Believe it or not I haven’t really. I understand what Beyoncé says about channelling Sasha Fierce; there’s another character that happens on stage. Something also happens when I walk into auditions; people see me as brighter and larger and funnier than I see myself so I’m forever being offered funny women who light up a stage. I don’t see myself like that but there must be a part of me that is that way so I feel I’ve grown into an Oda May (Laughs.) I think it’s that thing of being another person on stage which I think a lot of performers do. Hiding behind the character maybe.


Wendy Mae Brown & Cast of Ghost The Musical - Photo Credit Sean Ebsworth Barnes Wendy Mae Brown & Cast of Ghost The Musical - Photo Credit Sean Ebsworth Barnes

You’ve done so many big tours. Do you have a favourite place to perform?

Yes, I like Edinburgh; I go there a lot as it’s a main touring place. I love it; the city’s always buzzing and the audiences are always great. I’m a Londoner; I grew up in Stockwell so if you get a west end show that’s the icing on the cake but I actually quite enjoy touring, just not back to back as its hard to be away from home for a year at a time. Britain’s beautiful; it’s lovely to go around and see various places like I went to see Cardiff Castle today. It’s very enjoyable.


Your character is a medium. Do you personally believe in Spiritualism?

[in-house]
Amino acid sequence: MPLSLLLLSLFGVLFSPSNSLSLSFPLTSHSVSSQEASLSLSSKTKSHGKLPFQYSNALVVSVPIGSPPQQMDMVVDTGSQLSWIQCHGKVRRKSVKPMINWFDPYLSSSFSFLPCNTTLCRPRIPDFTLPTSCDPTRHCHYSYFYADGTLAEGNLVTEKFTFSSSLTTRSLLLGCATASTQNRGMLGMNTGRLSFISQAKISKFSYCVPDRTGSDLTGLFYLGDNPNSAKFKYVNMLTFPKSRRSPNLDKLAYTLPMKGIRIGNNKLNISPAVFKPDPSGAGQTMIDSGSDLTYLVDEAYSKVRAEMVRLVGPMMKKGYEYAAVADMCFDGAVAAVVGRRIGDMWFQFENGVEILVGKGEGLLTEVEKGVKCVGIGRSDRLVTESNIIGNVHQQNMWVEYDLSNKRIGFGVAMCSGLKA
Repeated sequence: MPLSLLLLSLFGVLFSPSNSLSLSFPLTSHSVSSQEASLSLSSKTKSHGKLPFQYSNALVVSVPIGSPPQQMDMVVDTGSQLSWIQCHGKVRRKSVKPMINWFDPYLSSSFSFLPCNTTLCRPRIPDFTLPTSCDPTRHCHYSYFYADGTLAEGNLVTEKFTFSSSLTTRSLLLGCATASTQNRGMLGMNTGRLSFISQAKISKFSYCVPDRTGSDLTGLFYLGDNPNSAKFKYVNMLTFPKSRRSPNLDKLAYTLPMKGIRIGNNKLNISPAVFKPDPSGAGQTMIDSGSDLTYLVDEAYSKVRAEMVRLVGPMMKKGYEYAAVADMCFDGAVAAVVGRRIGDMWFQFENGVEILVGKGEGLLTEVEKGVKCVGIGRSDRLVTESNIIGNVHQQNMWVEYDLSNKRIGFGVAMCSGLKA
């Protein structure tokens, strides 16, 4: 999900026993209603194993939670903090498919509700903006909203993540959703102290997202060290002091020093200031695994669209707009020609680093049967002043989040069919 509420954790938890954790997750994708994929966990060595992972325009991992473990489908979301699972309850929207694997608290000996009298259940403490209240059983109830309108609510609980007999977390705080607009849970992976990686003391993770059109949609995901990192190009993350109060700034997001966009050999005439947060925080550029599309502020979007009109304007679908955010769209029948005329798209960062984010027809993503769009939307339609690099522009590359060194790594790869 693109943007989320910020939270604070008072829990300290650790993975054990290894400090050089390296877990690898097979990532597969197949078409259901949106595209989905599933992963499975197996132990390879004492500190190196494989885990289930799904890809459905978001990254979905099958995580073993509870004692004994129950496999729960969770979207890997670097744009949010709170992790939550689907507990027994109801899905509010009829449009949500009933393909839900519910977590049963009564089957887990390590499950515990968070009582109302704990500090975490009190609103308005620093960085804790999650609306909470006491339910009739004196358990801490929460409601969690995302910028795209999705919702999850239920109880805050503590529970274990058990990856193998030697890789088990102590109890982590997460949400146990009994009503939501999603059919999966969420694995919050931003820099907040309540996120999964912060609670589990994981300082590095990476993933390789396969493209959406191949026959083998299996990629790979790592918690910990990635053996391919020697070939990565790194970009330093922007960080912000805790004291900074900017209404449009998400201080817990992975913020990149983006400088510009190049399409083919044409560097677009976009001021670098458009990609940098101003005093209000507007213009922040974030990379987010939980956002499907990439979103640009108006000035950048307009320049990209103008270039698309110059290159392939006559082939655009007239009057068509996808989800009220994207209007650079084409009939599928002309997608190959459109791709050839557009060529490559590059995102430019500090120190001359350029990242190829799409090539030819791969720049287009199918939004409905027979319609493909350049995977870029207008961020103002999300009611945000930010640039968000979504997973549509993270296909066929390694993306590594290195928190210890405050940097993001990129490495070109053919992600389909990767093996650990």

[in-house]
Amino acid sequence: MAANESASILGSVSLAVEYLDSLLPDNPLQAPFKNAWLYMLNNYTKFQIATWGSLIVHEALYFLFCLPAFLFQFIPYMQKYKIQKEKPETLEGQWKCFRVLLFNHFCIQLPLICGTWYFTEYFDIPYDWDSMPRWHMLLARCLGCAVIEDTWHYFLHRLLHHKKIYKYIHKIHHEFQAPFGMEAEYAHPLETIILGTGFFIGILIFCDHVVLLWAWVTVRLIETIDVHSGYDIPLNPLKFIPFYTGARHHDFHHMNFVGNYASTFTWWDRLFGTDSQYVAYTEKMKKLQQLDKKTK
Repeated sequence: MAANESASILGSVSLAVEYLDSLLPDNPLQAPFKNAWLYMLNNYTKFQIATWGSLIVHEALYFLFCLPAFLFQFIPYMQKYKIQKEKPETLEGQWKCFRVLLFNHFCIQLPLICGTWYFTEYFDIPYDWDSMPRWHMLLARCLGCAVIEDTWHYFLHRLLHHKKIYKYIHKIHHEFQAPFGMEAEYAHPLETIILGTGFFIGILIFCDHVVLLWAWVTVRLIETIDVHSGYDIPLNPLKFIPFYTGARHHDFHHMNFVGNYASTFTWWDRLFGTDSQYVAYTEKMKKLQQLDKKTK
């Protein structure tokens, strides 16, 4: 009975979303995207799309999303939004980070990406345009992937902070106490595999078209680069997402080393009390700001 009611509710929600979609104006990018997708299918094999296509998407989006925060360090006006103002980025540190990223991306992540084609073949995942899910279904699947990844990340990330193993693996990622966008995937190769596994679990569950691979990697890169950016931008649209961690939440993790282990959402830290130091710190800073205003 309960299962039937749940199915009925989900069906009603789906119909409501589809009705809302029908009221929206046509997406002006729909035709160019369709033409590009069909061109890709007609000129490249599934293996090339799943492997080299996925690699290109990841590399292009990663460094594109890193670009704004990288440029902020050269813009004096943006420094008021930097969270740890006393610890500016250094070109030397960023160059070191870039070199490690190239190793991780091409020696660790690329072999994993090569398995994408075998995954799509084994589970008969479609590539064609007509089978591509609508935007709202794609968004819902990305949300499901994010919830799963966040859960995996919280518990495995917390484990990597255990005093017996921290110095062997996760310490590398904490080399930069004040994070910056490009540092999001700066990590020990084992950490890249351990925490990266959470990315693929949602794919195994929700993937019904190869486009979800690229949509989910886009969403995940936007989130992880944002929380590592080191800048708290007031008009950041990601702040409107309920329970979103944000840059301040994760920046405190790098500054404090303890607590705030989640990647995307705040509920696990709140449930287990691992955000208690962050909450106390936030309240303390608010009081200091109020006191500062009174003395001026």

Absolutely. My father died round about my late thirties and that started me on a journey of looking. I was one of the few people who saw Sally Morgan before she became famous on TV and she told me quite a few things. I’ve always been interested in the afterlife; it’s of those things that fascinates me. With this role it seems like it’s meant to be; we’ve even got the same name, it’s just a bit ordained somehow. In the middle of Kiss me Kate I was missing my father a lot ’cos he was always the one who really encouraged me to do all this and two days later I got Ghost.


Congratulations on Afridiziak Theatre News, I think it’s fantastic; a black website for the theatre.

I often think he had something to do with it. Like with the show; it’s the story about the power of love and how that can bring somebody back to save their loved one. The show really makes you think there may well be another world outside of this one where we all get to see the people we love again and wouldn’t that be amazing?


Info: Ghost the Musical is on tour www.ghostthemusical.com/


Related links

Ghost the Musical – review


join our mailing list
* indicates required
Get regular updates on what's happening in the world of African-Caribbean theatre and win theatre tickets.

ENTER YOUR DETAILS BELOW: